CHEMICAL MANAGEMENT

Petrochemical buyers, after a very difficult pandemic, can gain from China-driven deflation

JOHN RICHARDSON | May 6, 2021

article image
BUYERS OF polypropylene (PP) and other polymers and petrochemicals have had an incredibly difficult pandemic.
Firstly, the converters and brand owners expected doom and gloom last March. At the time it seemed logical to expect a cratering of demand as the global economy pretty much imploded.

Just looking at forecasts for GDP, parallels were drawn with the Global Financial Crisis when collapses in growth led to a cratering of polymers demand. The US is a good example where PP demand declined by 12% in 2008 over 2007. Demand then fell by a further 5% in 2009 over 2008.But what we all missed was the complete dislocation of polymers and petrochemicals demand from GDP. As economies registered historic declines, consumption went up.

PP demand went through the roof, firstly for food packaging and hygiene applications.Then consumption for the durable goods made from PP also smashed through the rafters as we bought white goods (PP is used to make components of washing machines), consumer electronics (PP is used to make some electronic components) and carpets (PP fibres are used here).

Spotlight

AL MASSAT LIFE SCIENCES

As a joint venture between Arpadis benelux N.V, the leading European Chemicals distribution company and Other investors from the Middle East region. Arpadis benelux is a professional network of offices in Europe, USA, and the Far East through which it has a non comparable direct access to the major sources of specialty chemicals in the world. Arpadis benelux is listed in on the European Stock Exchange

OTHER ARTICLES
CHEMICAL TECHNOLOGY

We can solve the plastic waste crisis but we don’t have much time

Article | May 27, 2021

IN 2015, a global agreement was reached that 8m tonnes a year of plastic waste entering the oceans was unacceptable, according to this September 2020 article in The Conversation. This was the amount of plastic that was estimated to have ended up in the oceans in 2010. “Several international platforms emerged to address the crisis, including Our Ocean, the UN Sustainable Development Goals and the G7 Ocean Plastic Charter, among others,” continued the article. But in 2020, an estimated 24m-34m tonnes of plastic waste was forecast to enter our lakes, rivers and oceans. This could reach as much as 90m tonnes in 2030 if the current trajectory continued, said The Conversation. This is the type of information out there, free to view on the internet and accessible via a very quick Google search, representing a major challenges for our industry. I cannot of course verify the numbers. But they are out there. Also out there is a May 2019 article by the World Economic Forum (WEF), which provided a good summary of research into what experts believed was the scale of the waste problem in the developing world.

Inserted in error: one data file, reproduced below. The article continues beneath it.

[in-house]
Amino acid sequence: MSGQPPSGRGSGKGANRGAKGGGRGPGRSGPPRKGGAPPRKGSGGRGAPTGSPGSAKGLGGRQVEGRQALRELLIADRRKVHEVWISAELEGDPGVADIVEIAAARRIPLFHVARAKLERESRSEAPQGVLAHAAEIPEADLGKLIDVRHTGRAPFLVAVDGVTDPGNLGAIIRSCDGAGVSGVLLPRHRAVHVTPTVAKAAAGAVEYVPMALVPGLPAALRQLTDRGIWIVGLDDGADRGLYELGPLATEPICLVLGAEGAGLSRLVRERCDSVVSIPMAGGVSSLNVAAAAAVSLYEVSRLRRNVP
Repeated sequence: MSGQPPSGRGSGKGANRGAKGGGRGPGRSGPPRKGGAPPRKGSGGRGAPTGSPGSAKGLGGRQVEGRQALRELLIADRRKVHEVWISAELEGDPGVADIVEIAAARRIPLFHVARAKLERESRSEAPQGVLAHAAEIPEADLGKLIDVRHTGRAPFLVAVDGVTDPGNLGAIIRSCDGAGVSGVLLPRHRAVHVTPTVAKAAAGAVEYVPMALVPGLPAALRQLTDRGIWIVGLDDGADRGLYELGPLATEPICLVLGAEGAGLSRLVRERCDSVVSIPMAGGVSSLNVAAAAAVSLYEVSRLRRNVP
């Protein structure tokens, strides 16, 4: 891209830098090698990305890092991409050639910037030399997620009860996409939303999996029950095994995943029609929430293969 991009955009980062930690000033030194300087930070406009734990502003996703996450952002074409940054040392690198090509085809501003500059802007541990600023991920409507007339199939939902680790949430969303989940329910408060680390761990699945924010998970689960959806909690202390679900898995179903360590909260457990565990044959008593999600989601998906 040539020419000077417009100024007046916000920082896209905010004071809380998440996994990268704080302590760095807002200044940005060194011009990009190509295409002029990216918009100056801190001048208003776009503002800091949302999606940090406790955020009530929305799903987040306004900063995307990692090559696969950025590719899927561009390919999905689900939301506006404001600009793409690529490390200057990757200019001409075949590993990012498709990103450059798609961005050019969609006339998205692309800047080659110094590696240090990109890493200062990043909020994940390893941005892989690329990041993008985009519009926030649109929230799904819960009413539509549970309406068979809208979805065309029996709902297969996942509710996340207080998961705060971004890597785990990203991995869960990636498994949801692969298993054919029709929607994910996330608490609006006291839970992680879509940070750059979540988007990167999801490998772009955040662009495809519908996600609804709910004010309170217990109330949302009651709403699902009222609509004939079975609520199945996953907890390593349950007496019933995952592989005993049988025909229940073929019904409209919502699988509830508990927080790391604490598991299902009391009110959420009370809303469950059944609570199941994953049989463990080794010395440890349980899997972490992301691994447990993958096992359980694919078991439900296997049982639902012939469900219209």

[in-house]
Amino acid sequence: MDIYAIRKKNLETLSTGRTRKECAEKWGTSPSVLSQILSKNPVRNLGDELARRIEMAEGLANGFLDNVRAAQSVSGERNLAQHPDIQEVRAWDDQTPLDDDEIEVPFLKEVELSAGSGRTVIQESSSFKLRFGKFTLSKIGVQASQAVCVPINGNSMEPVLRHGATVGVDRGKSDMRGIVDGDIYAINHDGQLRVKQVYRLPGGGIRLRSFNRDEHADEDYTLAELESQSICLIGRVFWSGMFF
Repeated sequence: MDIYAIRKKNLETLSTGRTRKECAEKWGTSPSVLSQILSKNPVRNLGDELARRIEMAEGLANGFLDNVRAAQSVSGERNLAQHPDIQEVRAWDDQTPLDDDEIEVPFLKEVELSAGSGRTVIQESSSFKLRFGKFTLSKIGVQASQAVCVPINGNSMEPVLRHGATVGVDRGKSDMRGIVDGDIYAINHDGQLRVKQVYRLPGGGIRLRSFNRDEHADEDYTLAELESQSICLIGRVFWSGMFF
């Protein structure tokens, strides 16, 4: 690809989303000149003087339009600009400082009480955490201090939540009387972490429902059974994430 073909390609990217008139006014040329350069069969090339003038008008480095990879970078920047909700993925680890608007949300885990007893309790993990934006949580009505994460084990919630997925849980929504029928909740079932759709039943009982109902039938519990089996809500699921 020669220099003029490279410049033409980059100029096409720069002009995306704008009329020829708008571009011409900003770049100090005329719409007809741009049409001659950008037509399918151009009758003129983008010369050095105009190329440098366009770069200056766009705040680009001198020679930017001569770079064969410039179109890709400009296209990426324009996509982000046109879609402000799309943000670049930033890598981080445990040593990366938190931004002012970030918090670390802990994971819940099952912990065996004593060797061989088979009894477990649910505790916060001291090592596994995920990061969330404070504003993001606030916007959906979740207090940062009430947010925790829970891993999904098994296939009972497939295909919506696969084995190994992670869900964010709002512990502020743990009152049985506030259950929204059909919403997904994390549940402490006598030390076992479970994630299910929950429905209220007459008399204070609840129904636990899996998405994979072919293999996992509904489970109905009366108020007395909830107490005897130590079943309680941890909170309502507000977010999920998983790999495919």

Read More
CHEMICAL MANAGEMENT

The multi-million dollar polymers opportunity: continued big regional price differentials

Article | May 27, 2021

POLYMER BUYERS outside northeast (NEA) and southeast Asia (SEA) have a big opportunity to save millions of dollars on procurement costs during the rest of this year through purchasing more from the two regions.The opportunity has arisen because I believe that NEA and SEA polymer prices will remain very cheap relative to most of the world until at least the end of 2021. NEA comprises China, Japan, Taiwan and South Korea. Our definition of the SEA region is Cambodia, Indonesia, Malaysia, Myanmar, the Philippines, Singapore, Thailand and Vietnam.NEA and SEA producers can also make a lot of money by constantly monitoring and acting on strong arbitrage opportunities in other regions. As supply disruptions in the US look likely to continue, Europe and South & Central America seem particularly good opportunities for both buyers and producers.Before we discuss why I see NEA and SEA remaining cheap relative to most of the rest of the world until at least the end of the year, let us consider in more detail the size of the prize, starting with the resin buyers.

Read More
CHEMICAL MANAGEMENT

Pandemic’s third wave seems unlikely to damage global petrochemicals demand

Article | May 27, 2021

Petrochemical stocks plunged worldwide on 19 July ahead of the Q2 earnings season. The declines were consistent with those in economically sensitive sectors such as steel, copper, automotive and housing,” wrote my ICIS colleague, Joseph Chang, in this Insight article.

Read More

Petrochemicals in PA: What You Need to Know

Article | May 27, 2021

A bill recently passed by the Pennsylvania General Assembly would subsidize the use of fracked gas to produce petrochemicals. At some point—i.e., at a time chosen by the state Senate—H B 1100 will be sent to Governor Wolf, who has promised a veto despite override threats. Meanwhile, Pennsylvanians are trying to understand the bill and its potential impacts. That hasn't been easy, because as with the petrochemical subsidy bills Pennsylvania enacted in 2012, the General Assembly has not held a single hearing on the legislation. The purpose of this blog is to help fill that gap.

Read More

Spotlight

AL MASSAT LIFE SCIENCES

As a joint venture between Arpadis benelux N.V, the leading European Chemicals distribution company and Other investors from the Middle East region. Arpadis benelux is a professional network of offices in Europe, USA, and the Far East through which it has a non comparable direct access to the major sources of specialty chemicals in the world. Arpadis benelux is listed in on the European Stock Exchange

Events